Originally published, September 5, 2014
Regular visits to your dog’s veterinarian are an essential part of life if your dog is to remain healthy. Your dog will need a regular check-up and routine inoculations at the minimum, and dealing with health issues or accidents as the need arises. Getting your dog to the vet and answering the questions are tough enough but if your dog is feeling stress at the same time, it can be a really unpleasant experience for both of you (and the vet – and everyone else in the facility!) Wouldn’t it be much better to have your dog enjoy, even looked forward to his regular veterinarian visits?
Preparation Avoids Stress
The first step is getting there. If you have a puppy it’s probably not an issue, if you have adopted an older dog her history may cause her to not like riding in your car. Also, if the only time she rides is to go to the vet, and past vet visits were unpleasant, then she will associate riding with an unpleasant destination. Dissipate any stressful associations by taking her riding to pleasant places: a park for a walk, or to a dog-friendly store to do some shopping, if you haul trash to a collection center, take the dog with you. Do NOT take the dog if you will leave her locked in your car while you go inside, especially if it’s warm out. The purpose of the outing is for your dog to have fun with you while riding or immediately after riding in the car, dispelling the idea that a car ride means bad things are about to happen to her.
The next obstacle is for the dog to allow the touching that will be needed for the examination. Dogs are, by nature uncomfortable with having their tail lifted, having their their belly, feet, and nails touched, or looking into their ears and mouth. Desensitize your dog to these by working these actions, gently, into your calm-time together. Once he becomes comfortable with you touching him this way, he’ll feel more at ease at the vet’s office.
Dogs are very good at picking up on the moods of people around them. If you are stressed, anxious or distraught, so will be your dog. Even if the source of your anxiety is something totally unrelated to the vet visit, your dog may associate your mood with the visit. Calm yourself and focus on the task at hand.
If possible, take your dog to the veterinarian office before the first appointment, just to get acquainted with the waiting room. Much like acquainting a child with a new preschool, taking your dog to meet the vet and be in the building for a pleasant visit will ease any tensions she may feel about going to a new place when it’s time for the actual visit. This is also an excellent time to fill out forms needed to open a record for your dog. Take small treats along to enhance the pleasant experience idea, and use them as rewards for good behavior. It helps a great deal if the vet or at least someone on the staff will greet your dog as well. Lavishing her with attention is even better!
When the actual appointment comes, go prepared. If this is a routine check-up, write down any issues you have noticed with health or behavior or variances in his routine. If you are visiting for treatment of something specific, write down everything you know about symptoms, conditions, and reactions that may be related. Going in over-prepared is far better than unprepared.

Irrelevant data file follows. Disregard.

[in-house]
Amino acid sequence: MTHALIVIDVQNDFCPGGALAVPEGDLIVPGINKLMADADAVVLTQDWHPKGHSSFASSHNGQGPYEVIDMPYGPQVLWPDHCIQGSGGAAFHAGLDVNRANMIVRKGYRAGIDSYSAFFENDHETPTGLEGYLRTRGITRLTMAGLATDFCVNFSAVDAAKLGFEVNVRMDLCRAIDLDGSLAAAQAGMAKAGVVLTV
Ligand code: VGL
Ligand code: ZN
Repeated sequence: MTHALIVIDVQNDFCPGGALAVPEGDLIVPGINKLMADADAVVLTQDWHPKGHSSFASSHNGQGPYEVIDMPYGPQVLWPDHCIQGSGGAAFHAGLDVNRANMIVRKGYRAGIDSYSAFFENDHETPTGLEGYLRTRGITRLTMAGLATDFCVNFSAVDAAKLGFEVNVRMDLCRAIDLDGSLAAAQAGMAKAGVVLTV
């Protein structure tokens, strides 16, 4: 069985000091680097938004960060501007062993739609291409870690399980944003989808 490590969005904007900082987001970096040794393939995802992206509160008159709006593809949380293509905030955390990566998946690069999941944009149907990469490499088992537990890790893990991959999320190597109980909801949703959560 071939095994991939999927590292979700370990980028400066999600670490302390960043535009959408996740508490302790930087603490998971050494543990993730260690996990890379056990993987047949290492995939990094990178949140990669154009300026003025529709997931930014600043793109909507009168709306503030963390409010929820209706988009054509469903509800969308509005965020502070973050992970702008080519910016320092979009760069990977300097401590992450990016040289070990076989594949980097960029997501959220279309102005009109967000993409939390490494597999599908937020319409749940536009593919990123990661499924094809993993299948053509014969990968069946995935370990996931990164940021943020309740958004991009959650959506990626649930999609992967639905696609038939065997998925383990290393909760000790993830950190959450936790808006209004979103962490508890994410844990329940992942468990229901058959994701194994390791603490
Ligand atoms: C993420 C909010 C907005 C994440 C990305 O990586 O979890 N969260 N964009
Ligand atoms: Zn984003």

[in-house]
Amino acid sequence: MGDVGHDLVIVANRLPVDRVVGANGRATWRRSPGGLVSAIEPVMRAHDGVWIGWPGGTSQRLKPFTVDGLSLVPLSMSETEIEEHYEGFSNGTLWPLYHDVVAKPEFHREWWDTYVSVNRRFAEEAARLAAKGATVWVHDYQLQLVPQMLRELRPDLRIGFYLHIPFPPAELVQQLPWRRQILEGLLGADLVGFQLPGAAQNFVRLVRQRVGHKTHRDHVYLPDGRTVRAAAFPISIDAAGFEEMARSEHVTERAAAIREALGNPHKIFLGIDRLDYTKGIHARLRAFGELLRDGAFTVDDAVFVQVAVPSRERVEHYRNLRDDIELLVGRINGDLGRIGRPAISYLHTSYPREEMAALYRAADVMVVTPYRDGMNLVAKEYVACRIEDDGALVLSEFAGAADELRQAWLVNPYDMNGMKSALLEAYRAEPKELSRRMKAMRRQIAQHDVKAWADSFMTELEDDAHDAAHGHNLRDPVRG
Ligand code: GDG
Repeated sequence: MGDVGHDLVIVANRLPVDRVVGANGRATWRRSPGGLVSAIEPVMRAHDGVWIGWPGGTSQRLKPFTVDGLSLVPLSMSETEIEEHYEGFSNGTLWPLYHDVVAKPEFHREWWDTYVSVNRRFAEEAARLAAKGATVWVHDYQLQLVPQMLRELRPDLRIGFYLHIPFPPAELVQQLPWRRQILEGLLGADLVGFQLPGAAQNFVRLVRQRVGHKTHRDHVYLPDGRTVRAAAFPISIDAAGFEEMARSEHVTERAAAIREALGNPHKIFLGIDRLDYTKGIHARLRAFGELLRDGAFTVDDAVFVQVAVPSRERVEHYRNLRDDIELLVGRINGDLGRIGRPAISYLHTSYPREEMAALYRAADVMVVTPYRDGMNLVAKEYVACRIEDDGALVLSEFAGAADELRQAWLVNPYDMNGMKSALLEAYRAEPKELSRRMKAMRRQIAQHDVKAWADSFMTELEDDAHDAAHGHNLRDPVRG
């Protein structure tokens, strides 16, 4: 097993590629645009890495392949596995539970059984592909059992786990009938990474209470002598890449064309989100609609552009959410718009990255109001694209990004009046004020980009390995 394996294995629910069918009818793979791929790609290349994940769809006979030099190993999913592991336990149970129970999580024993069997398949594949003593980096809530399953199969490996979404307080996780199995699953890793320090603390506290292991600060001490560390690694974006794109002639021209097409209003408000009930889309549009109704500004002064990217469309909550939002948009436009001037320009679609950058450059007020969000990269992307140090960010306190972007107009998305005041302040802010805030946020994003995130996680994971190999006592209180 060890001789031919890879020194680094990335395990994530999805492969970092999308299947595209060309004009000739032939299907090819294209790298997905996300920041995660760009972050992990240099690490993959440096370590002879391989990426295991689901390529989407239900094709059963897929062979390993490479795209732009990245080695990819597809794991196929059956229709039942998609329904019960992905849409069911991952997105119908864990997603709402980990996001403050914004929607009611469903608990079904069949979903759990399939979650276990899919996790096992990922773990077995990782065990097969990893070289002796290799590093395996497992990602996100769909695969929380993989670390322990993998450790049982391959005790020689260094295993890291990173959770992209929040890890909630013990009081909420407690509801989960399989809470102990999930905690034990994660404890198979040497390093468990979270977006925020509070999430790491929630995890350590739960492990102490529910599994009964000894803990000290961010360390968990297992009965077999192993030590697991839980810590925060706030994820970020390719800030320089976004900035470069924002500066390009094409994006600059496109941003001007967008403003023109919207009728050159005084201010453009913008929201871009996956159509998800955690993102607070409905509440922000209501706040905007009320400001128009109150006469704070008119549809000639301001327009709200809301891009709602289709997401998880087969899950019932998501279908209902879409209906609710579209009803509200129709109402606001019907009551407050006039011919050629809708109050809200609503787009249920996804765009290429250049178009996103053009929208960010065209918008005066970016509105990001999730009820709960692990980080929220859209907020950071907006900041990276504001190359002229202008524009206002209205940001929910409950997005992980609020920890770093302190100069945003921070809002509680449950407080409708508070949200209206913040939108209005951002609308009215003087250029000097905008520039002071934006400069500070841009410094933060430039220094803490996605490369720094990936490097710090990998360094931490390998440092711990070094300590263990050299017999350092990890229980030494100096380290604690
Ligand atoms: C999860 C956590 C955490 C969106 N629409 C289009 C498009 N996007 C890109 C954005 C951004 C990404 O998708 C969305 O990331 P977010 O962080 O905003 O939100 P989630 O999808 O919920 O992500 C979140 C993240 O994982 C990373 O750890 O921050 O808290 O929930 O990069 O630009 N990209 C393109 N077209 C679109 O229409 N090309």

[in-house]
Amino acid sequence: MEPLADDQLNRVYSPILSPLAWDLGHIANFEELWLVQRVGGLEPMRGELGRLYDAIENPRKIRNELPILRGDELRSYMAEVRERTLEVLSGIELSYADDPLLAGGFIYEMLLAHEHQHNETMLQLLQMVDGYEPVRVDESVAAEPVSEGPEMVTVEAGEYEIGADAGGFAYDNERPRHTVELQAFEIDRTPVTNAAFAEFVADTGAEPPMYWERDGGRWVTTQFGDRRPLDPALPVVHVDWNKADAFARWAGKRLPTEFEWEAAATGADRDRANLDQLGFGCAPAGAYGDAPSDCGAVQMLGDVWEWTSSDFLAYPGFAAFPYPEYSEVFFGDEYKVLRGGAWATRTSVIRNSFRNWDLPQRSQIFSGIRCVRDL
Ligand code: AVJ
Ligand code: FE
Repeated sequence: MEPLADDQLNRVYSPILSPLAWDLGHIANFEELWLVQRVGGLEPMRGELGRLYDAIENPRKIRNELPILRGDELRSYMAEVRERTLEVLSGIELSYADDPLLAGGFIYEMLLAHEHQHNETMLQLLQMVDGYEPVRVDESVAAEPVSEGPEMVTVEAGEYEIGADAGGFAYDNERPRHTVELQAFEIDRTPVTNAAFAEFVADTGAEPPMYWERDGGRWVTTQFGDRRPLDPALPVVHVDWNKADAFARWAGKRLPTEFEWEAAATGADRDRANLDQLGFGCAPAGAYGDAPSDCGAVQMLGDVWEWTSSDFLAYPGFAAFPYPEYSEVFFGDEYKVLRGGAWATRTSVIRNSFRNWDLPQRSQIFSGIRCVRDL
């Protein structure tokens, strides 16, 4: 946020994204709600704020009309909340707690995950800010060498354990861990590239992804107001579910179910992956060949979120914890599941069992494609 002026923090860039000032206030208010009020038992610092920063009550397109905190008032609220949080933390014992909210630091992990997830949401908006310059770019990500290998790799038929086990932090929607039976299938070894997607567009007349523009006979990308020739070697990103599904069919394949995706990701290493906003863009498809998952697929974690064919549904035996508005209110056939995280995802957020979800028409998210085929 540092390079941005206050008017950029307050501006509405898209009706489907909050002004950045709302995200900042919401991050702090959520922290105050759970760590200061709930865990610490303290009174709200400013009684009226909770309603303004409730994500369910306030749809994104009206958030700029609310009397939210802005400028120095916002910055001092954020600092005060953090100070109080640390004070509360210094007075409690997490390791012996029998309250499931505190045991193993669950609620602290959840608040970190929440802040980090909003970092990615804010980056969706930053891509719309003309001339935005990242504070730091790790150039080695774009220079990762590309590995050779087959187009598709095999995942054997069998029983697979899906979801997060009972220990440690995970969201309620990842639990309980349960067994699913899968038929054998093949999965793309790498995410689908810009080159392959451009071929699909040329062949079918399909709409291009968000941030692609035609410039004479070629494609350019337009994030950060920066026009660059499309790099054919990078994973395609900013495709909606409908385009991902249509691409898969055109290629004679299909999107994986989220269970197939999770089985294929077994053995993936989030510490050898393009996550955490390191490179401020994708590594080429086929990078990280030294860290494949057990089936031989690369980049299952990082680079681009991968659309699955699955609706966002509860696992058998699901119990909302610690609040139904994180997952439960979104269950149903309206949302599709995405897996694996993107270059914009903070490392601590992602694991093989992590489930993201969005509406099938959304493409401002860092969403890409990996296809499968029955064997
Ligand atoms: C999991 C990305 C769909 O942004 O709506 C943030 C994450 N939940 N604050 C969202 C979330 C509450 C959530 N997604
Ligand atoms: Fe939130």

Proper Rewards Fight Stress
Take small treats if your vet does not give treats during an examination. Also remember that petting is a reward, do not pet or stroke your dog if he becomes anxious or combative. You may think you are calming him, but he will see it as receiving reward for his behavior, which only enforces in his mind that he’s doing the right thing. Maintain a firm but upbeat mood in yourself so your dog knows you are not scared or anxious.
Don’t get in the vet’s way. Veterinarians are trained to handle dogs and their behavior, take your cues from your vet. If the vet needs your help to hold the dog, fine: follow directions. Don’t try to coddle the dog if you will just be in the veterinarian’s way.
Fighting Future Stress
Don’t be shy: if questions come up during the exam, ask them. If medications are prescribed, be sure you understand the dosage and times. If you’re not sure how to administer the medication, ask to be shown. Also, keep track of what inoculations are given, when, and when they are due again. The vet does keep records, but things happen: records can be destroyed or lost. Keep a file for your dog with copies of all exam results, shots and medications.
Be Happy, Don’t Worry
Following this advice should help make your veterinarian visits stress free for you, your dog, and your veterinarian. Most dogs do well with the minor discomforts inflicted during an examination and routine shots, it’s the fear of the unknown that stresses them out. Get them acquainted with the vet, make each routine visit a positive experience and you will have a much easier time should something serious come up.
- Cesar Millan on Dog Anxiety
- Whole Dog Journal on Stress
- WebVet of Stress in Dogs
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